Bridging the Cultural Gap: A Guide to EJ BSP

Written by: Beverly Tan (19-E3)

Interviewers: Beverly Tan (19-E3) and Zhao Keyang (19-I1)

Designed by: Loh Zheng Lucas (19-A4)

‘Just because you’re bilingual doesn’t mean you’re bicultural’ is a quote that has been etched in my memory for a long time. After attending a seminar conducted by a translator during my BSP camp in Secondary 3, the realisation of the importance of possessing cultural intelligence of both Eastern and Western cultures dawned upon me. As we all know, China’s manpower, natural resources and rapid urbanisation is an indication of its advancements towards superpower status. Due to China’s growing importance, the study of contemporary China is becoming a topic of interest, with the emergence of programmes like BSP.  

Thus, this leads to the crux of my article – what is BSP? Is it a program that promotes the usage of the Chinese language in schools despite its ‘obsoleteness’ in our post-HCL O level days?

BSP stands for Bicultural Studies Programme. It is a programme helmed by MOE that aims to cultivate a deep understanding of both Western and Chinese cultures in students and engage them in tackling the complexities of contemporary China’s local and international issues, such as trade and foreign relations.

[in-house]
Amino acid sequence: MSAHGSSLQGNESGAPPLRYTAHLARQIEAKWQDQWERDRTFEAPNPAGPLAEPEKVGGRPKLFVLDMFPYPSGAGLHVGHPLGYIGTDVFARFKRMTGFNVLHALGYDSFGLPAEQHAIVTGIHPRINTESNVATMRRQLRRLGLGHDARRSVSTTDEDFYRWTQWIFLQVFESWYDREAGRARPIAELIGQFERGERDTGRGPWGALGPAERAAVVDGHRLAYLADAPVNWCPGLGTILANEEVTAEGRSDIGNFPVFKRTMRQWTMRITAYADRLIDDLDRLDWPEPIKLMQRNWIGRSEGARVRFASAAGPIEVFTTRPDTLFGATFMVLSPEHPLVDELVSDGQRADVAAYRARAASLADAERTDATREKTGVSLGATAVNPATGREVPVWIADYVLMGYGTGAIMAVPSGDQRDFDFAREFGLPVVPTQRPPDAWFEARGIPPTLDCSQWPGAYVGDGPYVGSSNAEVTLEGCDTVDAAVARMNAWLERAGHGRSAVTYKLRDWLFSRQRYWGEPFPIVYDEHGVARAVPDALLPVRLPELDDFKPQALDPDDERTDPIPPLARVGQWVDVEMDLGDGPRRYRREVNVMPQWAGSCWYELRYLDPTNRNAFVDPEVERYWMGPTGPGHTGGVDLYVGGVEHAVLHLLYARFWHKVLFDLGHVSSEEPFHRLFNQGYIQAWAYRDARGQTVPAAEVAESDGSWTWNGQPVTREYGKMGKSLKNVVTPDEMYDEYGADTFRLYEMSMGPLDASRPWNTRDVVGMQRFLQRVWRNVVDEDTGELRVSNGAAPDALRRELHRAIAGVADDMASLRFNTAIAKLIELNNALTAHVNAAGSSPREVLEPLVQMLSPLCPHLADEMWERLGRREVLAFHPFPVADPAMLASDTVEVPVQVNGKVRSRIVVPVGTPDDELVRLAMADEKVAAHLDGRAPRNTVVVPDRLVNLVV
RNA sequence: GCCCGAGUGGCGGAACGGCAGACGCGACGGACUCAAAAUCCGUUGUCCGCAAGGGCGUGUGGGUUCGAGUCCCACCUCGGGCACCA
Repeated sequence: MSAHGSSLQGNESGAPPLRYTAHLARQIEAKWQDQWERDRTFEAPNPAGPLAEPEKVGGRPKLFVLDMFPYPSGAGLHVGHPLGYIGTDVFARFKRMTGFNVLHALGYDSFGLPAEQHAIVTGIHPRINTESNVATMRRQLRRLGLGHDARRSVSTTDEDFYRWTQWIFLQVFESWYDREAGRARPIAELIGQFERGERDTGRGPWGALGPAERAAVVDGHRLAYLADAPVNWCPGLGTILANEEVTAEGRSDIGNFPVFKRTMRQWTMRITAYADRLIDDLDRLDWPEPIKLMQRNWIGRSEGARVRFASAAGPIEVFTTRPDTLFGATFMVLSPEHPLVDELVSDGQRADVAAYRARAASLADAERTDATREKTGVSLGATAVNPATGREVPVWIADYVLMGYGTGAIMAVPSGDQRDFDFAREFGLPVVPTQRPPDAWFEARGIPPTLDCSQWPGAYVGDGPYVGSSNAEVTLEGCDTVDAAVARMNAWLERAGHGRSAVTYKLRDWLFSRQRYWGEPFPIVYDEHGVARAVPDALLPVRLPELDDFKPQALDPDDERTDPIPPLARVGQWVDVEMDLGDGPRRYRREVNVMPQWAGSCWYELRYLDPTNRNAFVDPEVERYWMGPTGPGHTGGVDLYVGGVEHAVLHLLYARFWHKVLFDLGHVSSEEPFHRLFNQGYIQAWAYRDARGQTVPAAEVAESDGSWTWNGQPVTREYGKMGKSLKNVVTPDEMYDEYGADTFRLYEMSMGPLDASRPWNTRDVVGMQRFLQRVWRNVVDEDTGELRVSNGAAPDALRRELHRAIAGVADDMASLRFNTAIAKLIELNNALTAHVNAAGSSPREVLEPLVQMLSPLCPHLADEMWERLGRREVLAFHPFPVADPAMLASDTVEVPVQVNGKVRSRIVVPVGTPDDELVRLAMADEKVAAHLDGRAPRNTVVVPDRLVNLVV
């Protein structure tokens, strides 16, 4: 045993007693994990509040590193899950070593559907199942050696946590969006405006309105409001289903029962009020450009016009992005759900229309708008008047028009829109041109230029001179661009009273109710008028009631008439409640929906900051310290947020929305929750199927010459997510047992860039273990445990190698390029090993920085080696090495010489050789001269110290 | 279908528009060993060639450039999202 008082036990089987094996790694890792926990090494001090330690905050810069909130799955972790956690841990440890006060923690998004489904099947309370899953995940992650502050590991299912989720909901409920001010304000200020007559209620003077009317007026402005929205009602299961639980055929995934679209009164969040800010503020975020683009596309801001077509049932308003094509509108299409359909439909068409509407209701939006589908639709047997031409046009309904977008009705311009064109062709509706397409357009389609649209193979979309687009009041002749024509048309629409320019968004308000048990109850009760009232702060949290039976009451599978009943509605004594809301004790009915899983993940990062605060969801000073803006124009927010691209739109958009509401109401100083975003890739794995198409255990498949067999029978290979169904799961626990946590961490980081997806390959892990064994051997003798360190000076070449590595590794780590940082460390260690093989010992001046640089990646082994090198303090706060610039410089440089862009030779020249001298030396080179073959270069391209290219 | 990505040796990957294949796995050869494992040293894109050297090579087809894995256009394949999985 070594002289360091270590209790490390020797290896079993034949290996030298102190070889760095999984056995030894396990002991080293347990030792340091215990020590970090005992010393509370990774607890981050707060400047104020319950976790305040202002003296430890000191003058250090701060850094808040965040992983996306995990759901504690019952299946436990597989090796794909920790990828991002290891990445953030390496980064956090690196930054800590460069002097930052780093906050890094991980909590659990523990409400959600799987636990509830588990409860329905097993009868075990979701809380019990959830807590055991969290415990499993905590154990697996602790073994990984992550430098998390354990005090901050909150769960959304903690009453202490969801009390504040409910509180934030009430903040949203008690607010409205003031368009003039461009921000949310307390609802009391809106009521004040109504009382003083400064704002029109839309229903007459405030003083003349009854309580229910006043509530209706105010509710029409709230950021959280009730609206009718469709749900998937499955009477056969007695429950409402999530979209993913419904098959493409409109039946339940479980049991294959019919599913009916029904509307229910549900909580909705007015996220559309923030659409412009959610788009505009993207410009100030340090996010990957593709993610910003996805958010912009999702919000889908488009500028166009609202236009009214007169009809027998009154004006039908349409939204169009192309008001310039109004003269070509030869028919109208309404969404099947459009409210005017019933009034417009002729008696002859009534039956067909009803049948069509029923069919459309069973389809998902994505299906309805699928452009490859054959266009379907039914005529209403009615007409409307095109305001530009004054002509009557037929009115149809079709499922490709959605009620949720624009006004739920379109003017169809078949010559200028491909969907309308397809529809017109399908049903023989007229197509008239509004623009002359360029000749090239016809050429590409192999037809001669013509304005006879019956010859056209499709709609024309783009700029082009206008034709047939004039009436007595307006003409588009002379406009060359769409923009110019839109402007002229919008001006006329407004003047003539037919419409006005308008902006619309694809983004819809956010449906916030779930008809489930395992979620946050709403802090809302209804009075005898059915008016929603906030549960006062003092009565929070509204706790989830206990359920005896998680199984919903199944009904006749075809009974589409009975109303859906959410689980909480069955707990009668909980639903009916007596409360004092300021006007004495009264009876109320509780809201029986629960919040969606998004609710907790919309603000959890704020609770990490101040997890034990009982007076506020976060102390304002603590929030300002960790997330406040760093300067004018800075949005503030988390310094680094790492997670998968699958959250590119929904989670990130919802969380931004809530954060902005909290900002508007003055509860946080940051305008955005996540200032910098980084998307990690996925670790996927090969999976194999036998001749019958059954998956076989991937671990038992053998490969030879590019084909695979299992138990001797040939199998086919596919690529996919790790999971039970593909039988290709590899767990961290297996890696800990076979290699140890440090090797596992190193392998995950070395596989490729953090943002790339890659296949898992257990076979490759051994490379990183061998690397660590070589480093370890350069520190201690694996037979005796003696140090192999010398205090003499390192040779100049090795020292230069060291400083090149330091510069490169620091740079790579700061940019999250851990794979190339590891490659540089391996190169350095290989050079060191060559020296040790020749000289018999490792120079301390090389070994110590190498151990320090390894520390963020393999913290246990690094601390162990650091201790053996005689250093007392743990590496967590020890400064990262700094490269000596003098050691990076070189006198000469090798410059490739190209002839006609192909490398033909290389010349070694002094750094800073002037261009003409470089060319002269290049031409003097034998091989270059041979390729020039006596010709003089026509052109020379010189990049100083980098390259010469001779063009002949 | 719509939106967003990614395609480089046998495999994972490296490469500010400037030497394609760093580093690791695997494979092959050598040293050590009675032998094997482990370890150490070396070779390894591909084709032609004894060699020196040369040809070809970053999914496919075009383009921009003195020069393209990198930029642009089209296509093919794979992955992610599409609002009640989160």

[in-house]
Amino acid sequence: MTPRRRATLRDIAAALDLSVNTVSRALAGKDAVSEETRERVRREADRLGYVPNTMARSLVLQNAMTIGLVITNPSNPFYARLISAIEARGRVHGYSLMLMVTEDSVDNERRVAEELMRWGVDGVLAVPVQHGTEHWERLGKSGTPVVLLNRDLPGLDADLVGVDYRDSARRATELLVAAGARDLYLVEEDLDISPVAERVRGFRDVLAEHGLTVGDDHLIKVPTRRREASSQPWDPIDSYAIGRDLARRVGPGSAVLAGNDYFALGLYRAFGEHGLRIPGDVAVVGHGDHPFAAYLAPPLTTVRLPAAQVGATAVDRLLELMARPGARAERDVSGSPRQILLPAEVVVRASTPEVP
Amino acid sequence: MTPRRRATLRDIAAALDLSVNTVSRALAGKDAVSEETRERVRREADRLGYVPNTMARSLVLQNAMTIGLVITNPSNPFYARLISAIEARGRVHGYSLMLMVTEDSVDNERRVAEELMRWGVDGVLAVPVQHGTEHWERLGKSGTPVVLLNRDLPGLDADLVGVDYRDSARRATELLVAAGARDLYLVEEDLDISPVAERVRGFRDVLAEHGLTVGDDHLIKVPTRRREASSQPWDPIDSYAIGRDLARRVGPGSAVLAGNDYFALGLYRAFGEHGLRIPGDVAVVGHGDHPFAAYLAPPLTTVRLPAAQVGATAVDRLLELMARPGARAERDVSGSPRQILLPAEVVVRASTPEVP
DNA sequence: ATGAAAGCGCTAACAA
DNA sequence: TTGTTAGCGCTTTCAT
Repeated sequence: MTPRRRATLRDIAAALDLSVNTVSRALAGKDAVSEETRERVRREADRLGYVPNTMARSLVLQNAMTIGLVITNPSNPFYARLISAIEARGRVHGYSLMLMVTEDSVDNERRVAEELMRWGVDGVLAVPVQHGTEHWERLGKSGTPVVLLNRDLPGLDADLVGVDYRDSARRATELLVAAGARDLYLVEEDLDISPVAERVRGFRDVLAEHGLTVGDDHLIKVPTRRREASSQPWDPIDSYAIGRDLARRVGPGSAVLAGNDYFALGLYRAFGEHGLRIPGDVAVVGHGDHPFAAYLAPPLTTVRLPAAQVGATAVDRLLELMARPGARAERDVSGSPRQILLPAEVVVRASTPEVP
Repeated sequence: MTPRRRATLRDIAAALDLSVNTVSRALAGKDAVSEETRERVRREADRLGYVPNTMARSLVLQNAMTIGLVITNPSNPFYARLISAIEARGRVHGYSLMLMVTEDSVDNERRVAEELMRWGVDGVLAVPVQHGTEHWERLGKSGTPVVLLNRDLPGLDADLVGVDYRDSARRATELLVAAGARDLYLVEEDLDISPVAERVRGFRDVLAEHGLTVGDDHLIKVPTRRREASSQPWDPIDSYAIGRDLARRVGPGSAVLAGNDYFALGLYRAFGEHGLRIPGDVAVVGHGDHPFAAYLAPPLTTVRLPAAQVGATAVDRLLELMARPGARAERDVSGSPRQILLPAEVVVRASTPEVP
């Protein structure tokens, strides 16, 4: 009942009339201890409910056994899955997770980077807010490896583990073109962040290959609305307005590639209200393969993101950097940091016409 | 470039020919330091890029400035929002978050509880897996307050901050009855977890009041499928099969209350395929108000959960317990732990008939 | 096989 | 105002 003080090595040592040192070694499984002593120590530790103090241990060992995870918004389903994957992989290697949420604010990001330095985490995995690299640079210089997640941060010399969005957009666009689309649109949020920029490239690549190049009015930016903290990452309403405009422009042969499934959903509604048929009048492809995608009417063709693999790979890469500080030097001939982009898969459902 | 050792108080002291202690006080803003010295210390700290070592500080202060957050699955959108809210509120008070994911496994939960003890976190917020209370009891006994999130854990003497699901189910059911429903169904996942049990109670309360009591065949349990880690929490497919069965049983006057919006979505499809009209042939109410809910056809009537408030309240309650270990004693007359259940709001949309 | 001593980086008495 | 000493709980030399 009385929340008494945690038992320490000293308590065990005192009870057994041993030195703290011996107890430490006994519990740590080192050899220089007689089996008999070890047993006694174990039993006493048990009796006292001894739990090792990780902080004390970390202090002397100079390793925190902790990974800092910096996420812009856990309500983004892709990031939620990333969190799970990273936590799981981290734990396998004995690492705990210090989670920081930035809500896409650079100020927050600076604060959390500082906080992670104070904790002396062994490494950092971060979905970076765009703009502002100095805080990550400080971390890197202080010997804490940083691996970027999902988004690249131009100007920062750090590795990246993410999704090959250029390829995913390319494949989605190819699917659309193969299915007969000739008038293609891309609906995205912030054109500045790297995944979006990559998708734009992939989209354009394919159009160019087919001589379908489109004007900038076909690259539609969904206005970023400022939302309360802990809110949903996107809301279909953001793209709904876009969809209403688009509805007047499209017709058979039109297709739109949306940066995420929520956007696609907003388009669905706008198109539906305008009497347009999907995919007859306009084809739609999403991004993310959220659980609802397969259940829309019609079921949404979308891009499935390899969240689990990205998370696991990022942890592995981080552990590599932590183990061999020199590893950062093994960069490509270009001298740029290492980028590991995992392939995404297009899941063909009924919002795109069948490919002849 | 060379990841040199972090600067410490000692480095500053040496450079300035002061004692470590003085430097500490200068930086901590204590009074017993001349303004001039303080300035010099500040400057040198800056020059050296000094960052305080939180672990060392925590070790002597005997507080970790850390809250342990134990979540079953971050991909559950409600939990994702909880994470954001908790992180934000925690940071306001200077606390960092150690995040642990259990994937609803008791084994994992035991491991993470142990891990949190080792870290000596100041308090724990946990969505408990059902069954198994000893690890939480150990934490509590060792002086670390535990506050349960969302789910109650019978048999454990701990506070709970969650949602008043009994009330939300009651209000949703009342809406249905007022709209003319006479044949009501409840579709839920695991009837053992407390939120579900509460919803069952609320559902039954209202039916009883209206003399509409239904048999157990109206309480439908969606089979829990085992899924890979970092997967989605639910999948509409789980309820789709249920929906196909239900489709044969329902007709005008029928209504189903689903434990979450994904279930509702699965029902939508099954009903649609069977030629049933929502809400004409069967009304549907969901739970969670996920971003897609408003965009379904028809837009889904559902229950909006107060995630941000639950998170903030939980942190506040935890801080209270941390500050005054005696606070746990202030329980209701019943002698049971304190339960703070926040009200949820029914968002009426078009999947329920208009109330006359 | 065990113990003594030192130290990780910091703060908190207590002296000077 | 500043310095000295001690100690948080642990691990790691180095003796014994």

For JIP students, applications for BSP commence in Secondary 2. Actual curriculum starts from Secondary 3, spanning until their J2 year, should they decide to continue being part of BSP. As for non-BSP students who are interested in applying for BSP in J1, they must study H2 China Studies in Chinese (CSC) to be admitted into the programme.

I know there are many people who perceive BSP as a dry and boring programme. Well, these assumptions are not true. Through BSP, I had the opportunity to attend seminars, camps and embarked on an overseas immersion trip to Shanghai and Nanjing in Secondary 3 (note: locations of trips differ across all schools offering BSP). In EJ, our BSP teachers make an effort to make BSP as interesting and engaging as possible through discussions and inviting guest speakers to share different perspectives of China. The insights I gained of China’s construction of its rags to riches narrative, from the ‘Sleeping Dragon’ in the 20th century to the recognised global superpower it is today, are truly invaluable.

To provide more insights about BSP, I interviewed Dania Tan (19-A5) and Khoo Kiat Lun (19-O2), with the help of Zhao Keyang (19-I1), to share their BSP experiences:

Question 1:  Why did you choose to enter BSP?

Dania: I chose to enter the BSP programme in secondary school as I already had a keen interest in China’s development, as well as its culture. I felt that joining this programme is a good avenue for me to understand China better.

Kiat Lun: I thought that BSP was a meaningful programme. Also, I had a strong interest in both the English and Chinese languages. Through BSP, I hoped that I can better understand Western and Eastern cultures with greater depth.

Question 2: What is the content covered in BSP classes?